In Ethernet, pins 1,2 connect to 3,6, and pins 4,5 connect to 7,8. Ethernet header: A data structure that an Ethernet node adds in front of data supplied by the next higher layer to create an Ethernet frame. The header holds these important fields: Preamble, SFD, Destination Address, Source Address, and Type. Ethernet trailer: A data structure that an Ethernet node adds after the data supplied by the next higher layer to create an Ethernet frame; the trailer holds one field, the FCS field. Destination MAC address: A field in the Ethernet header that lists the MAC address of the device to which the Ethernet frame should be delivered.
Source MAC address: A field in the Ethernet header that lists the MAC address of the device that originally sent the Ethernet frame. Media Access Control: The formal IEEE 802.3 Ethernet term for the data link layer, data-link header, and other data-link features, including addresses. Error detection: In networking, the process by which a node determines whether a received message was changed by the process of sending the data. Ethernet broadcast: A special Ethernet address, FFFF.FFFF.FFFF, used to send frames to all devices in the same Ethernet LAN. Address:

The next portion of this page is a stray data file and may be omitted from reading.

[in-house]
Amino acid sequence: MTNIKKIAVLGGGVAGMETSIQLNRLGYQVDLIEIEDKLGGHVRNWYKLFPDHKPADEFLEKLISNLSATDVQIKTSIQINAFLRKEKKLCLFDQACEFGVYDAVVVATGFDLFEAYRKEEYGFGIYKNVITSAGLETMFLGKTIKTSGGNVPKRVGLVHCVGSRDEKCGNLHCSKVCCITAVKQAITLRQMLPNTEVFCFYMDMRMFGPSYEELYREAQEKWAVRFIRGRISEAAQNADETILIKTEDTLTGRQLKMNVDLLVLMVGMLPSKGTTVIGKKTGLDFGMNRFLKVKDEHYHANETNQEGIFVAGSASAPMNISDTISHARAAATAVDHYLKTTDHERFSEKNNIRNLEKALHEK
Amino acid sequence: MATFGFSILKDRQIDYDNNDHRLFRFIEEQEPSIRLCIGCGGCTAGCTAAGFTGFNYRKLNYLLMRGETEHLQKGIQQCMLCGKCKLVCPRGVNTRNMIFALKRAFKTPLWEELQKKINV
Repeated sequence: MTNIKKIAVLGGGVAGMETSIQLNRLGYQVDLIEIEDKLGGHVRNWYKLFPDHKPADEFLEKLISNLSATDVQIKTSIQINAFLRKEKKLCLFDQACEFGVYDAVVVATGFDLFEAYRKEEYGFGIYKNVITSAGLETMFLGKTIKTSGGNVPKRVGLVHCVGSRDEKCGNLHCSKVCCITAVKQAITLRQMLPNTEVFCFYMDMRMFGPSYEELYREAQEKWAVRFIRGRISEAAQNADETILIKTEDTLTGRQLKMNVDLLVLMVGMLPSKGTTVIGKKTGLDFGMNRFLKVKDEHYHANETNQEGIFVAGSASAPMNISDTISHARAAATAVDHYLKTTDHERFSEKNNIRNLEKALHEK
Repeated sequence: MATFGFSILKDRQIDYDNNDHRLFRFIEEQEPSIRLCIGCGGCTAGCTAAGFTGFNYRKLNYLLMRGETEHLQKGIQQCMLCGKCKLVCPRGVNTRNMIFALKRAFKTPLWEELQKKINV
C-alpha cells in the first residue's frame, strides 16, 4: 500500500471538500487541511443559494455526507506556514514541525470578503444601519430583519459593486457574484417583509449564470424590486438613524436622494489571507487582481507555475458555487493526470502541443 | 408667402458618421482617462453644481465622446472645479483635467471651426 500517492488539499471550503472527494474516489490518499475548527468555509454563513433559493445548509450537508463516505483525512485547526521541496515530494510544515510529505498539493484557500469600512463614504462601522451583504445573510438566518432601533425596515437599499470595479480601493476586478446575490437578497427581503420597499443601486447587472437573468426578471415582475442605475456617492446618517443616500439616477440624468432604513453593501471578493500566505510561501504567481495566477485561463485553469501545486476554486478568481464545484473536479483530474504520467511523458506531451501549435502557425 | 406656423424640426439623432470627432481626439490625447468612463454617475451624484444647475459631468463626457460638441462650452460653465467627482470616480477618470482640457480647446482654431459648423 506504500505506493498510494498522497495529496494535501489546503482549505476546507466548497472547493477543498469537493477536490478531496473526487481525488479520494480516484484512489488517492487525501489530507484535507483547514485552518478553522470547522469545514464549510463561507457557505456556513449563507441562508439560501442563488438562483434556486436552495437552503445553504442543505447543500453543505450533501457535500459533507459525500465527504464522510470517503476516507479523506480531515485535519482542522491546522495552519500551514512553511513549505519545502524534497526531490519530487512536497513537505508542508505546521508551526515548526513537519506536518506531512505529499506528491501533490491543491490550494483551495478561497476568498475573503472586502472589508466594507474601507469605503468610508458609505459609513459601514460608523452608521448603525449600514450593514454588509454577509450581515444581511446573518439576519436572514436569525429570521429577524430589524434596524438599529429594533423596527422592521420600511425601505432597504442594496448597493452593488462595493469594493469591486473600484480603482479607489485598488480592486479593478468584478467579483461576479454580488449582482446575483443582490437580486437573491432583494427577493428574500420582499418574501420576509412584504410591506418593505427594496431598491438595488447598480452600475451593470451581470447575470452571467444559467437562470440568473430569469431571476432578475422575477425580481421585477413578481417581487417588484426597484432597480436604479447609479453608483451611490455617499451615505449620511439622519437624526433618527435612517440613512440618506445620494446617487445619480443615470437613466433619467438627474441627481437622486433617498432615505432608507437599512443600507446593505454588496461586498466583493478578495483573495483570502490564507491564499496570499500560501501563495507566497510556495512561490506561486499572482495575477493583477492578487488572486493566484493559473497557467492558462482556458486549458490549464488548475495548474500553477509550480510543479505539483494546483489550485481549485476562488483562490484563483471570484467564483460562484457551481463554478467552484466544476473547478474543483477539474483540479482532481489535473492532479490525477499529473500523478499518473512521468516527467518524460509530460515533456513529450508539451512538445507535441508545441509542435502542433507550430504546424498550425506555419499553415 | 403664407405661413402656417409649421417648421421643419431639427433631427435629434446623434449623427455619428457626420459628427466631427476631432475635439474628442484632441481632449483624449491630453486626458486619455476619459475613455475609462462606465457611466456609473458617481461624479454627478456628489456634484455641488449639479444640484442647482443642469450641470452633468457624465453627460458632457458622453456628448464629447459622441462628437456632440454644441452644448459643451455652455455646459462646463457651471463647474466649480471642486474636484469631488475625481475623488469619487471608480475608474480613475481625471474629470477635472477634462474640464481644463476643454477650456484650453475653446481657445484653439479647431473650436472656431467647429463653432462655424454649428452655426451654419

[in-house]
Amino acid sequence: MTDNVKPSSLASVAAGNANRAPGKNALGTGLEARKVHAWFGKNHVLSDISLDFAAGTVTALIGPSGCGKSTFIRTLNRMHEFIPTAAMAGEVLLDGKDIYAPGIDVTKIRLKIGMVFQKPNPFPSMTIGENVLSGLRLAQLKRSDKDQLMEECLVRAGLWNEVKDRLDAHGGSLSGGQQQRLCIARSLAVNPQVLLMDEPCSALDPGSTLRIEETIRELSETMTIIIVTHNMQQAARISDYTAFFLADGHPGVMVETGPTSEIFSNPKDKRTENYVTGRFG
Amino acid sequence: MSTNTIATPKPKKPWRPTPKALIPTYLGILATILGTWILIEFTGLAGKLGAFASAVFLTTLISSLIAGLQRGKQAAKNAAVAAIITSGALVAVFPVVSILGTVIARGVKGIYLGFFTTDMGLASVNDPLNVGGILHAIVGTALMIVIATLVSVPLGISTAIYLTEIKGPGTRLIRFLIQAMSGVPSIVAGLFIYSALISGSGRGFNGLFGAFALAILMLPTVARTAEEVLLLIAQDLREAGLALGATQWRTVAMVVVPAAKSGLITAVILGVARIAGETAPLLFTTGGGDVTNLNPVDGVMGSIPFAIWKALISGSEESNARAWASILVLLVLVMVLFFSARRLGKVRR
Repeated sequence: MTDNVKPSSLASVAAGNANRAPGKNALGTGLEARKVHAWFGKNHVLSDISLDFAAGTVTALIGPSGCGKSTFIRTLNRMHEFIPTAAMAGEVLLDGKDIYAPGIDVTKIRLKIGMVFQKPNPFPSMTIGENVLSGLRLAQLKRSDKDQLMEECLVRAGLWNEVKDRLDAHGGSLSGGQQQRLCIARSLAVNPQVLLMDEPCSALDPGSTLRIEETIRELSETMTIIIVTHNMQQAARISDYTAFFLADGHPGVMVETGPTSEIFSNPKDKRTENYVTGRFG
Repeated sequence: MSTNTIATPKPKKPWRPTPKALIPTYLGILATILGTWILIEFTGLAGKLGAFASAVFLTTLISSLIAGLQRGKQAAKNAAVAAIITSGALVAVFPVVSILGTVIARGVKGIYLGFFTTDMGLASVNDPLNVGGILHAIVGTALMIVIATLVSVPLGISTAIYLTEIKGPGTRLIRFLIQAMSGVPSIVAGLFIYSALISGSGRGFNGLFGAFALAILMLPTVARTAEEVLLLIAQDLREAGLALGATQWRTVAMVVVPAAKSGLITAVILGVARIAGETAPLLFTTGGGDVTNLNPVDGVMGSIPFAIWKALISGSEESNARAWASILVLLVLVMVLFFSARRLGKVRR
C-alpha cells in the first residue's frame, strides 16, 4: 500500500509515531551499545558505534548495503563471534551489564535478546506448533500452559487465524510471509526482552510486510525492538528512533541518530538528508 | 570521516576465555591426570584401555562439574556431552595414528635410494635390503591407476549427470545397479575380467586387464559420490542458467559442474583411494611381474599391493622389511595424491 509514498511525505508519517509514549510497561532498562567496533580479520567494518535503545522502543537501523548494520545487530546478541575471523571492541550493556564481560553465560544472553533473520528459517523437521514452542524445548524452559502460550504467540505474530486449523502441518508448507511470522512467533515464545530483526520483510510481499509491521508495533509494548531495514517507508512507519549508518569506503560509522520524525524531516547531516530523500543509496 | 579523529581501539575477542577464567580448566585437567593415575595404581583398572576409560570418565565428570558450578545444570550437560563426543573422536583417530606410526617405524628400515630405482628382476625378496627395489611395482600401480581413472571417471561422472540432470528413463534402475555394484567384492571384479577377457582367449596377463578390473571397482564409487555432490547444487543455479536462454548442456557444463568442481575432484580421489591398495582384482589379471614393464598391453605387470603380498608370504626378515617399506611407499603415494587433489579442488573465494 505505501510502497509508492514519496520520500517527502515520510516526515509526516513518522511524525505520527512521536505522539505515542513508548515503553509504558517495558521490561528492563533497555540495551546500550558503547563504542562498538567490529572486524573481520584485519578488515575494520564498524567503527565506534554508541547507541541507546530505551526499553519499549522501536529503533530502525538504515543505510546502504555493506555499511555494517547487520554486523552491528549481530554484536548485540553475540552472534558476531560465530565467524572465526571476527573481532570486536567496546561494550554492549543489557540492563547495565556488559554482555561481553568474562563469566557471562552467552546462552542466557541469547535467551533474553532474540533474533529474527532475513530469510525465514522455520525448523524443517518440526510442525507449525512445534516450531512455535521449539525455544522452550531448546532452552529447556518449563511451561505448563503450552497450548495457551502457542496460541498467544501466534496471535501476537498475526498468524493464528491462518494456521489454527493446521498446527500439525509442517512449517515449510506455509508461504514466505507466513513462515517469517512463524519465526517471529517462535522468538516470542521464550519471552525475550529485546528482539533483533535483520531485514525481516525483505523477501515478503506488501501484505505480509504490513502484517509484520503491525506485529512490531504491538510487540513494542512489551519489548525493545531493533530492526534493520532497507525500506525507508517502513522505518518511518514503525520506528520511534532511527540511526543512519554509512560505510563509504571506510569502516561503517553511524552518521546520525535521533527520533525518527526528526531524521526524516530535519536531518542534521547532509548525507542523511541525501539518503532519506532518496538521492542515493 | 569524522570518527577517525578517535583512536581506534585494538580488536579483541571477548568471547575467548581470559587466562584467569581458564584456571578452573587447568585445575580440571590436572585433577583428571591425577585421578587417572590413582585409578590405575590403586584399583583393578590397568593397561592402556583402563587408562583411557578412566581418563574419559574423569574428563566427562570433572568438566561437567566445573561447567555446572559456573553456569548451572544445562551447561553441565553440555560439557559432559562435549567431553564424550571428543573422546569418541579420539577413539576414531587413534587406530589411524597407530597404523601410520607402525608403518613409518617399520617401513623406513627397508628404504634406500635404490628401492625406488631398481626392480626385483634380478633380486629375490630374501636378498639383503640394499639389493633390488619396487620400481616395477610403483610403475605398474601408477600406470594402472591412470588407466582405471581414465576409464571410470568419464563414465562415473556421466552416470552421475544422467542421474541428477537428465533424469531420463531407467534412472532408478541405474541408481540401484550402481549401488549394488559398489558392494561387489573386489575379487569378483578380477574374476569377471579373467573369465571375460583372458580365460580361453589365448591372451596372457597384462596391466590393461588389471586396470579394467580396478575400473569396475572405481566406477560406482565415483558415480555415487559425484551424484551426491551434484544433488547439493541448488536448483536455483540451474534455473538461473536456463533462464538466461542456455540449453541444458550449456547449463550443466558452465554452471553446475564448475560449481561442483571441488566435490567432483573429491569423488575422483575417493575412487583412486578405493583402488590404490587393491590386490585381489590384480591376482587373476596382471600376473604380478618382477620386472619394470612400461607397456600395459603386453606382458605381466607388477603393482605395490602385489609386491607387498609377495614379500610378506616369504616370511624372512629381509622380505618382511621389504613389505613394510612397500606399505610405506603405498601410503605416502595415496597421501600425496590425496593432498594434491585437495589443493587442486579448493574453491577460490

Flooding: Part of an Ethernet LAN switch’s forwarding logic in which the switch forwards a frame out all ports, except the port in which the frame arrived. Forwarding: Part of an Ethernet LAN switch’s forwarding logic that refers to the choice a switch makes to take a received frame and send it out a single outgoing port, because the frame has a destination MAC address known to the switch (as listed in the switch’s MAC address table). Learning: Part of an Ethernet switch’s logic related to the forwarding process by which the switch learns MAC addresses and their associated port numbers. Unknown unicast frame: An Ethernet frame with destination MAC address FFFF.FFFF.FFFF.
Broadcast frame: From the perspective of a single Ethernet LAN switch, a frame whose destination MAC address is not known to the switch, in that the switch’s MAC address table does not list the frame’s destination MAC address. Known unicast frame: From the perspective of a single Ethernet LAN switch, a frame whose destination MAC address is known to the switch, in that the switch’s MAC address table lists the frame’s destination MAC address. Universal MAC address: A MAC address assigned to an Ethernet device (NIC, switch port, and so on) by the manufacturer, following rules defined by the IEEE, so that the device’s universal MAC address is unique among all other universal MAC addresses in the universe.